CCAD alumni compare the Foundation Studies program to a boot camp — a grueling ordeal that tested their work ethic, discipline, and commitment. If they completed the program — and many didn’t — they were rewarded with a deeper understanding of the fundamentals of painting, sculpture, design, and color than most other art school graduates had. “I found myself continually pulling from it as an undergraduate, as a grad student, and as an educator today,” says William Potter (CCAD 1995), a painter and associate professor at the Herron School of Art and Design in Indianapolis.
After Josh Jordan (CCAD 1995) wowed his professors at Yale University’s graduate program with his knowledge of color theory, one of them — a disciple of color paragon Josef Albers — asked Jordan to fill in for him one summer. The professor rarely, if ever, asked anyone else to teach his color theory course. “I would never have been qualified to do that had I not experienced the foundations program at CCAD,” says Jordan, who now teaches at Montclair State University in New Jersey.
Still, CCAD’s Foundation Studies program wasn’t perfect. The intense, project-based curriculum often drummed out creative but less mechanically gifted students, and the heavy workload and emphasis on the fundamentals left less room for other important elements. When Yates entered grad school after CCAD, he found he could make almost anything, but had little exposure to contemporary ideas. “That was a shock to get to grad school and realize, ‘Holy crap, I don’t know anything,’ ” he says.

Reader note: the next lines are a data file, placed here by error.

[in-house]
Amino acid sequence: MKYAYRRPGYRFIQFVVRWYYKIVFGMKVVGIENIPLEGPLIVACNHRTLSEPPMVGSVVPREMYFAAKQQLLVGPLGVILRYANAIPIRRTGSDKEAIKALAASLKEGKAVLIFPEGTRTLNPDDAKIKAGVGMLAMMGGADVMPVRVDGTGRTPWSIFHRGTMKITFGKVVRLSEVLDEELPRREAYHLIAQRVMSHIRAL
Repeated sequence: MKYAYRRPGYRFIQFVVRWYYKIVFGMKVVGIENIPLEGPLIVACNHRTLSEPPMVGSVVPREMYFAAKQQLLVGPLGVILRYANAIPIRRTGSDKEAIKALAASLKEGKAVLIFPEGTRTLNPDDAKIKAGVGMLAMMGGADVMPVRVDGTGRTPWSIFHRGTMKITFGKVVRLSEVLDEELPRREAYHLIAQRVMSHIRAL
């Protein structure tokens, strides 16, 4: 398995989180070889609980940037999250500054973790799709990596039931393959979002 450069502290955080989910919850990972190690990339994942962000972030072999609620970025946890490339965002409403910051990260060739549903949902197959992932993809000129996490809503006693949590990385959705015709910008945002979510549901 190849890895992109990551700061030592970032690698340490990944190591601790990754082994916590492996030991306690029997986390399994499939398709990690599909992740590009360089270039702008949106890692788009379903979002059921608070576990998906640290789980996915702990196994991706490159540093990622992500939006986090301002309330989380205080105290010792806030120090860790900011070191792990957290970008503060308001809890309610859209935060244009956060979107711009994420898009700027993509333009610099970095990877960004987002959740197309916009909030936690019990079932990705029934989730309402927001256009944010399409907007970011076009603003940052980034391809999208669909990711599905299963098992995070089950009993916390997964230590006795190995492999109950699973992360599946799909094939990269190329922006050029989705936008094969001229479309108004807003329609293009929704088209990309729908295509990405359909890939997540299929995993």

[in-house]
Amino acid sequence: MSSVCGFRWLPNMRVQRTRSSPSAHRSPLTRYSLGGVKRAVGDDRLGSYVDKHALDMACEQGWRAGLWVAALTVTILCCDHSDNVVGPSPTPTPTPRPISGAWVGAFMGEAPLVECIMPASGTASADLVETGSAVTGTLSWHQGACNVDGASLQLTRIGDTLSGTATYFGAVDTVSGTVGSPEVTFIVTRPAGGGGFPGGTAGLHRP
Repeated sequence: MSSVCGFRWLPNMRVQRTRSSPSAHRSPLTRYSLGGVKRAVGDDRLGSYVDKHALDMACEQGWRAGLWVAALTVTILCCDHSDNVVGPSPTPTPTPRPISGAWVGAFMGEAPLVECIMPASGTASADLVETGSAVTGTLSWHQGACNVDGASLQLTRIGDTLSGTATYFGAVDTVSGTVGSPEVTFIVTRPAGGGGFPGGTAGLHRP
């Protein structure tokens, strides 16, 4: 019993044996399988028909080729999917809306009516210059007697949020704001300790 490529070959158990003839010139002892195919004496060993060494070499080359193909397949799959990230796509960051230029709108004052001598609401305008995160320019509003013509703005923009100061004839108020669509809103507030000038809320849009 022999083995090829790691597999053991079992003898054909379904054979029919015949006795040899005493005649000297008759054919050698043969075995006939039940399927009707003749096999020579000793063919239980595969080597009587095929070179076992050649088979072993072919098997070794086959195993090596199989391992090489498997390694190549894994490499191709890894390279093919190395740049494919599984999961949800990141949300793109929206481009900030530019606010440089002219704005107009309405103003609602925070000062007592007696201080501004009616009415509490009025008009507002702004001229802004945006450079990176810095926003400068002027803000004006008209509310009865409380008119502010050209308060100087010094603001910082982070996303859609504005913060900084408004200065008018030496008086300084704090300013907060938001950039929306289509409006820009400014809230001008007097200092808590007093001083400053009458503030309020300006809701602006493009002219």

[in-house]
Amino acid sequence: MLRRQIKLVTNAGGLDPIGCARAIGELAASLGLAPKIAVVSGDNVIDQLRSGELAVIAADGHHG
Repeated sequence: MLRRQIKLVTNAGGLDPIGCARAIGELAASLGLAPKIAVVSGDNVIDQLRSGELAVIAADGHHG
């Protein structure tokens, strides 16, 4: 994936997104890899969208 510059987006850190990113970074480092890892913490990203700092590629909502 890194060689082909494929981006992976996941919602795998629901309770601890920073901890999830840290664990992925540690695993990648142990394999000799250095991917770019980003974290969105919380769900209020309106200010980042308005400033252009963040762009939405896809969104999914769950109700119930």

The new system will strike a better balance, CCAD leaders say. Today’s students demand relevance; they want to know how each skill will help them attain their goals. This new system will do that by cutting out less important material and allowing freshmen to get into their majors sooner and find out if their intended areas of study match their expectations. “If they are going to spend three hours a week for 16 weeks doing something, it’s got to add up to a usable skill in their future career,” says Julie Taggart, dean of the School of Studio Arts.
Some alumni fear that overspecialization could limit student exposure to a wide variety of skills and people. They lament specific changes — the loss of a separate color and painting class, for instance — but their primary concerns are more general: Will Foundation Studies remain a bonding experience for freshmen? Will the competitive, rigorous environment be watered down? “Art is a discipline, and that was something that was instilled in me at 18,” says Lara Nguyen (CCAD 1998), a painter and a professor at Warren Wilson College in Asheville, North Carolina. “And that carried me through my graduate experience. It carried me through my job searches. And it carried me through my studio practice.”
CCAD leaders promise to maintain those traditions. Though all classes won’t be universal, the new first-semester project course — which all freshmen must take — should foster camaraderie and competition. And Foundation Studies professors will still be just as demanding as they were during the Canzani era. They’ll just teach a curriculum more suitable to contemporary students.
“We’re going to make it hard,” Conlon says. “We want students to come away with an experience that prepares them. But we also want to make sure they understand the value of what they’re getting from day one so they don’t scratch their heads halfway through the term and say, ‘What am I going to use this for?’ ”
Tags: alumni news, Chris Yates, class of 1987, class of 1995, class of 1998, faculty & staff news, fall 2013 issue, Fine Arts, Foundation Studies, IMAGE magazine, Josh Jordan, Julie Taggart, Kevin Conlon, Lara Nguyen, School of Studio Arts, William Potter
Published in print twice a year, CCAD’s IMAGE magazine shares stories about our creative community, whether here in Columbus or around the world—what we’re doing, thinking, and planning next. The IMAGE blog brings those stories online for transmission at the click of a mouse.